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'We've lost a whole generation of talented actors to Lycra' - Emily Watson

Emily Watson tells Darragh McManus about her 'trippy' new TV drama, Frank McCourt's ability to find humour in a bleak place - and superhero films dominating Hollywood

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Versatility: Emily Watson, with Paddy Considine, in The Third Day

Versatility: Emily Watson, with Paddy Considine, in The Third Day

Versatility: Emily Watson, with Paddy Considine, in The Third Day

It's not easy to describe The Third Day, an ambitious new drama from Sky Atlantic starring Emily Watson and a rich roster of acting talent. That, if you like something a little unusual in your TV viewing, is a good thing.

Jude Law plays Sam, a husband and father who is struggling with business problems and clearly traumatised by some horror in his past. He saves the life of a suicidal girl called Epona and, driving her home, ends up marooned on an island. The place seems simultaneously wonderful and unsettling. Locals are by turns welcoming and prickly. A strange pagan festival is in preparation. A boozy night is enjoyed, money is discovered in the boot of the car, and Sam can't shake the feeling that Epona remains in danger...

It feels like an intriguing blend of Twin Peaks, The Wicker Man and The Prisoner: lots of oblique camera angles, ambiguous dialogue and a strange, fractured air of dreaminess. Written by Dennis Kelly - the unheralded genius behind the British series Utopia - The Third Day is something unique.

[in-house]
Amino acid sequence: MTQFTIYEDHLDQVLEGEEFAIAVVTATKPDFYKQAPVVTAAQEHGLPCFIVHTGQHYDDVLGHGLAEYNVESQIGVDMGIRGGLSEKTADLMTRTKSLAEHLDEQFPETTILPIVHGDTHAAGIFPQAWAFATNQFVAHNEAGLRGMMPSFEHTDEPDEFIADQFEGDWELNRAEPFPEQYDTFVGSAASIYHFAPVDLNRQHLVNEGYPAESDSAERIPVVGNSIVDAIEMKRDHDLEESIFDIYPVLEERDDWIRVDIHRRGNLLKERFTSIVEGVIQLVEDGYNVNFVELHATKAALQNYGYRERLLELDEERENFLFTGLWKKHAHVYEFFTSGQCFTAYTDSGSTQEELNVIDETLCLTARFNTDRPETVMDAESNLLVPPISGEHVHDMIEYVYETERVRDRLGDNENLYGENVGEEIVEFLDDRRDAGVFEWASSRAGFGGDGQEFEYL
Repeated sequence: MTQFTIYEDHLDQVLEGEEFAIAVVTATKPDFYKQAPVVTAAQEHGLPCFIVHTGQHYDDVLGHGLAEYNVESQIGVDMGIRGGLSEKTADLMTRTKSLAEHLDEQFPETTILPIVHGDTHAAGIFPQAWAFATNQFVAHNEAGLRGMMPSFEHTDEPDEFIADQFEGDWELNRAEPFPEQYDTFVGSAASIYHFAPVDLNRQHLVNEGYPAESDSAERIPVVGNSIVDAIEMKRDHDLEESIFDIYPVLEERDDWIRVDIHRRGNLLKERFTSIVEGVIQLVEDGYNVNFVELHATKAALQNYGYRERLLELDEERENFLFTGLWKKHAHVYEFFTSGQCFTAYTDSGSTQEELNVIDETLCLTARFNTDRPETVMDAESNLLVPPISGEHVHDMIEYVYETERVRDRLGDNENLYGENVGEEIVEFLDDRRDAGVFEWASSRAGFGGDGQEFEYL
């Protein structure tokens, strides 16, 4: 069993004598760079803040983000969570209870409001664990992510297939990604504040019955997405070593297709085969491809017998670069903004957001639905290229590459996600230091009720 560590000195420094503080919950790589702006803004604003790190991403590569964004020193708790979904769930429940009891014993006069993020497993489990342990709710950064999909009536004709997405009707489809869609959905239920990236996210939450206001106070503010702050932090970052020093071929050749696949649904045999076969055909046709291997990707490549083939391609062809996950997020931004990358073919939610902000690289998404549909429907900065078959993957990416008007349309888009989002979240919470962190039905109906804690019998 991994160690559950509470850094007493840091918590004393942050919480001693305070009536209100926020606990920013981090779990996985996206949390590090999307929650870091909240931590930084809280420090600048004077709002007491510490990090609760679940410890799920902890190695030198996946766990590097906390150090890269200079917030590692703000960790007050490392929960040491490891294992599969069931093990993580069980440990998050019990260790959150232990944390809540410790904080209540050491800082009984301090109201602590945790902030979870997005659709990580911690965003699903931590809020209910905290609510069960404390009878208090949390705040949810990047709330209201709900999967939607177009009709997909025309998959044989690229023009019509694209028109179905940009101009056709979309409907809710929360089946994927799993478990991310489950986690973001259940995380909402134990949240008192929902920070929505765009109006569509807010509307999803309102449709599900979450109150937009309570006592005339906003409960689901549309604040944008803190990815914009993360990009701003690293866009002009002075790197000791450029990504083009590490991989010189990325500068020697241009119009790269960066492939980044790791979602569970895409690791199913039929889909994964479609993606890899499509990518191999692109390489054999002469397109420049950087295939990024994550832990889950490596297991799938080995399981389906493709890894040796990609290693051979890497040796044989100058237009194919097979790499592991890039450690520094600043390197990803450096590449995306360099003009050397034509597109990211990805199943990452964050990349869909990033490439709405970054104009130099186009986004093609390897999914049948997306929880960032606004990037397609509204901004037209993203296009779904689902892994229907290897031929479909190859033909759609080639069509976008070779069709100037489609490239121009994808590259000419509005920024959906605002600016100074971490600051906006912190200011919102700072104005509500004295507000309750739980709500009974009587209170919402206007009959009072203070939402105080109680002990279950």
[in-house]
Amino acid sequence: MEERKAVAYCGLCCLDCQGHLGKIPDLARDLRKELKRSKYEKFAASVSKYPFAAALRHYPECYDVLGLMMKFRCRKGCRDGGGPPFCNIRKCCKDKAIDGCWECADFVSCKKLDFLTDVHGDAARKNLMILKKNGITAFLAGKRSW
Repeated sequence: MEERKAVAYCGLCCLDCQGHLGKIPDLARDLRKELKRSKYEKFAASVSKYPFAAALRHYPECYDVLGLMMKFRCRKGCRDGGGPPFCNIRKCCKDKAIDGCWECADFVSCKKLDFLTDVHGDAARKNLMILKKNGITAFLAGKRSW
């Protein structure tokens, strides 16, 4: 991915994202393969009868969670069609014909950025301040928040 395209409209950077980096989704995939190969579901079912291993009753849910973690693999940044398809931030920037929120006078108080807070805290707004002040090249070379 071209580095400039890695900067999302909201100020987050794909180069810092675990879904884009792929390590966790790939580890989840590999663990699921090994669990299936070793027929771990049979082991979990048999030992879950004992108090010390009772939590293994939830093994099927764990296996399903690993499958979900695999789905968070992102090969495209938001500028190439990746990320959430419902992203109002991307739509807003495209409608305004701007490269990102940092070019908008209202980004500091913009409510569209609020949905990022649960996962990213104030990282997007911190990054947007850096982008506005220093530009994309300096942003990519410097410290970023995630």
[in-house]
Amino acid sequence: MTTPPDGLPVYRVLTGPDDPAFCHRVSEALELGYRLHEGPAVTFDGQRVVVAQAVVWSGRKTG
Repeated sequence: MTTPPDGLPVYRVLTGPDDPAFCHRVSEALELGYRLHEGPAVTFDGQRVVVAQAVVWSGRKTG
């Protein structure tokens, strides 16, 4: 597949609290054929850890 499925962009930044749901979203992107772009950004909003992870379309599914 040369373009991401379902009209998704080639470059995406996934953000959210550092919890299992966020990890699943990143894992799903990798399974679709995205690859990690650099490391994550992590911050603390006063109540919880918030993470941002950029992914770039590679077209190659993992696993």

Watson - whose last TV role was as nuclear physicist Ulana Khomyuk in HBO's critically acclaimed Chernobyl - plays the brusquely sympathetic pub landlady Mrs Martin. To work on "such a great character", she says, "was really good fun. And don't be deceived by what you see of her at the start - there's quite a journey to be taken on that front."

Did she know beforehand what sort of show they would be making? "Yeah, you can kind of tell from the script," she says. "Reading it was like, 'Really? What? Wait, who are these…?' You know, it keeps taking these strange turns. There's an odd texture to it, and that dreamlike feeling increases as you go on. As Sam's experience of the island becomes more extreme, it gets very trippy. You're unsure of what's real and what's not. He's trying to work out what's going on, through a filter where everything is very different and weird.

The Third Day is ambitious on the level of structure as well as tone and theme. It begins on September 15 with the three-part 'Summer' and concludes with three-part 'Winter' - beginning October 6 and co-written by the British-Irish author Kit de Waal. The focus shifts to a newcomer played by Naomie Harris in the second half, while the stories of Mrs Martin, her husband, played by Paddy Considine, and the others continue.